Reports by the Committee on Bisexual Issues and the Committee on Mentoring
Report of the Committee on Bisexual Issues
The Committee on Bisexual Issues has been busy the past few months. We have a number of exciting updates to share with the division.
New Committee Members
Jenna Brownfield from the University of Missouri-Kansas City counseling psychology program has joined the committee as student representative. In addition, Laurel Watson, PhD, an assistant professor at the University of Missouri-Kansas City, will join the committee as co-chair as Melanie Brewster, PhD, rotates off from this position. Welcome to both Jenna and Laurel. We also thank Melanie for her excellent leadership and contributions to the committee as both communications coordinator and co-chair.
Bisexual Foundation Award and BIC Travel Award
The solicitation for applications for the Bisexual Foundation Award and Bisexual Issues Committee (BIC) Travel Award are now live. Applications are due March 30. For more information on how to apply, please visit the Div. 44 Awards page.
Protected Program Hour
The Div. 44 board approved a motion submitted by BIC to reserve one APA convention program hour per identity-based committee in the division (race and ethnic diversity, transgender people and gender diversity, and bisexual issues) with the stipulation that the proposals are blind-reviewed and deemed to be sufficiently rigorous. This approach both maintains an expectation of scientific rigor in the work our committees do, while also prioritizing the opportunity for each committee to have visibility during the convention through ensuring program time. Our symposium, entitled “Bi-Intersectionality,” has been accepted for the 2017 APA Convention in August for the BIC program hour. Presentations include: “ Gender Differences in Minority Stress and Internalizing Symptoms among Cisgender, Transgender, and Non-binary Bisexual Individuals” (Dyar et al.); “Bisexuality and Non-monogamy among Trans Individuals and their Partners” (Rossman et al.) ; “ Complexity of Bisexual Identities: A mixed-methods exploration” (Ross et al.) ; and “ Stability of Bisexual Identity among Youth: A Prospective Analysis within the Contexts of Gender, Race/Ethnicity, and Family Acceptance” (Grossman et al.) We look forward to the presentations and hope to see you there.
Special Section of Psychology of Sexual Orientation and Gender Identity
Our deadline for our special section in the Div. 44 journal Psychology of Sexual Orientation and Gender Identity entitled “Bisexuality: Visibility and Stress in the New Queer Era” was March 1. We look forward to reading proposals and editing the special section. Please contact Melanie Brewster or Lori Ross with questions.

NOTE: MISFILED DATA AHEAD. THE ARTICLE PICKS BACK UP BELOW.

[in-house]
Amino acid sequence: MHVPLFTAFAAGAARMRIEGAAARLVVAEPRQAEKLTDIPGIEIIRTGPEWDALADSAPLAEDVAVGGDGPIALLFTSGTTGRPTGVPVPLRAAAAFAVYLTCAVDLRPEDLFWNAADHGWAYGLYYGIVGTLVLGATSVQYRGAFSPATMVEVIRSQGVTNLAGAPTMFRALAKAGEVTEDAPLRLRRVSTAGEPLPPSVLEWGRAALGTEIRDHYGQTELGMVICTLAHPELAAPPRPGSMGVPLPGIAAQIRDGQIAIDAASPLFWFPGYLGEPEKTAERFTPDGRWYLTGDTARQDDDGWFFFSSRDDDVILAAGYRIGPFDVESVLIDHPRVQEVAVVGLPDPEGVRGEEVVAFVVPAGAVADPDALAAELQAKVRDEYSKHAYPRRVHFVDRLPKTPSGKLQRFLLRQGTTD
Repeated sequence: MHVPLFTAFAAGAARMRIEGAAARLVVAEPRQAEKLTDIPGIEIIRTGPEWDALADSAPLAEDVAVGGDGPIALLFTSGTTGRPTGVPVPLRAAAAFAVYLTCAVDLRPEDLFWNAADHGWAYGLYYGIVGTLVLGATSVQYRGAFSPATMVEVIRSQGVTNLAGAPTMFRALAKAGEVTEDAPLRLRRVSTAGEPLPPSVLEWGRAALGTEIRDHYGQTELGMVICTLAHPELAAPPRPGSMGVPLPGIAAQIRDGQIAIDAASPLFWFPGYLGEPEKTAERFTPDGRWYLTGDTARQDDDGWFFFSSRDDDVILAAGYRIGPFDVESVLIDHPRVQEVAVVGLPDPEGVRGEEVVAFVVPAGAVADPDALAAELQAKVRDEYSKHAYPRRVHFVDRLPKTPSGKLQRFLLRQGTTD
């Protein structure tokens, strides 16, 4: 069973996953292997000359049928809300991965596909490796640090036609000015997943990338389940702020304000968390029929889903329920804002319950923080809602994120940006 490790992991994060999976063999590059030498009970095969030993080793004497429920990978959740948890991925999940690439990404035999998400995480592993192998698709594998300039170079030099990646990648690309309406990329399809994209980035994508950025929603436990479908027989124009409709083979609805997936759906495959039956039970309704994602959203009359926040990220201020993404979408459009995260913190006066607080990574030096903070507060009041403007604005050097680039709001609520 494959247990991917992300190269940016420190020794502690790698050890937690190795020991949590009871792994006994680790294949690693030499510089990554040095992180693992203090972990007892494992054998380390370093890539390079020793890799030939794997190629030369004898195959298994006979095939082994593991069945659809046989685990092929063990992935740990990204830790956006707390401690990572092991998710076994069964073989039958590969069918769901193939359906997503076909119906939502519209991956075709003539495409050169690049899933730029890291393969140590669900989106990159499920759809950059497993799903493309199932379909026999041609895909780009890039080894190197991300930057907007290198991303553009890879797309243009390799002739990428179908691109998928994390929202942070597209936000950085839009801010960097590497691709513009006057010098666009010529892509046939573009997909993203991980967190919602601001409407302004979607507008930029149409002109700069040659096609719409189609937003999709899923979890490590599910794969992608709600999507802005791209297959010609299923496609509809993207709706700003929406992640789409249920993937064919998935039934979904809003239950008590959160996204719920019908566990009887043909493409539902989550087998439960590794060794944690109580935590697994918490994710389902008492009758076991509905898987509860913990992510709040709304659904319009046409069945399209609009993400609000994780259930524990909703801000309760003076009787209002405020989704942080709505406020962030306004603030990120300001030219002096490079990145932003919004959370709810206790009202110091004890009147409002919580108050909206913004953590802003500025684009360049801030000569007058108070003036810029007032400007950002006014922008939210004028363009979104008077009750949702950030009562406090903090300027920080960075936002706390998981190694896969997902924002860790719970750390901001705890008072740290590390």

Webinars and Symposia
During the National Multicultural Conference and Summit (NMCS) in January, three researchers presented their findings at the symposium we organized entitled, "The ‘B' Is Not Silent: Discrimination, Internalization, and Bisexuality Identity.” Thank you to our presenters Andy Choi, Christina Dyar, and Brandon Velez. The slides for this symposium are available online.
In addition, we will soon hold a webinar hosted by Heath Schechinger, PhD, on bisexuality and polyamory in May 2017 entitled “ Webinar on Bi + Poly .” Stay tuned for more information.
Report of the Committee on Mentoring
Calling all Mentors
The Mentoring Committee is seeking new members and committee chairs to continue the mission of creating opportunities for mentorship. Just before the 2014 APA Convention, we attempted to connect executive committee (EC) members, past and present, with graduate students and early career professionals (ECP) interested in joining the leadership pipeline. Very few EC members were interested and willing to participate in this process, and our suite meeting has continually declined over the past several years. The goal of this initiative is to cultivate leadership for the continued success of the division. Many of us have had excellent mentors who inspired us to lead, advocate or just get involved.
The mentoring relationship has the potential to inspire greatness within the mentee. Some have argued that in successful mentoring relationships mentors do not choose their mentees. Over the next few months, the Mentoring Committee would like to welcome any EC members or senior-career psychologists in our division to consider serving as a mentor to an ECP or mid-career psychologist. A survey regarding your clinical and personal interests as well as the amount of time you have available to mentor will be sent out soon. The expectations of the mentoring relationship are collaboratively developed at the onset of working with one another. Mentoring can be as focused as helping ECP or mid-career psychologists become better researchers or as broad as talking about tenure, professional development, and getting involved in APA leadership.
According to Johnson (2003), there are some research-supported benefits for mentors. He highlighted intrinsic rewards (i.e., greater career satisfaction, creative synergy, rejuvenation, generativity) and extrinsic rewards (i.e., accelerated productivity, greater networking, professional recognition for talent development).
Please consider fostering our future division leadership and getting involved with our committee.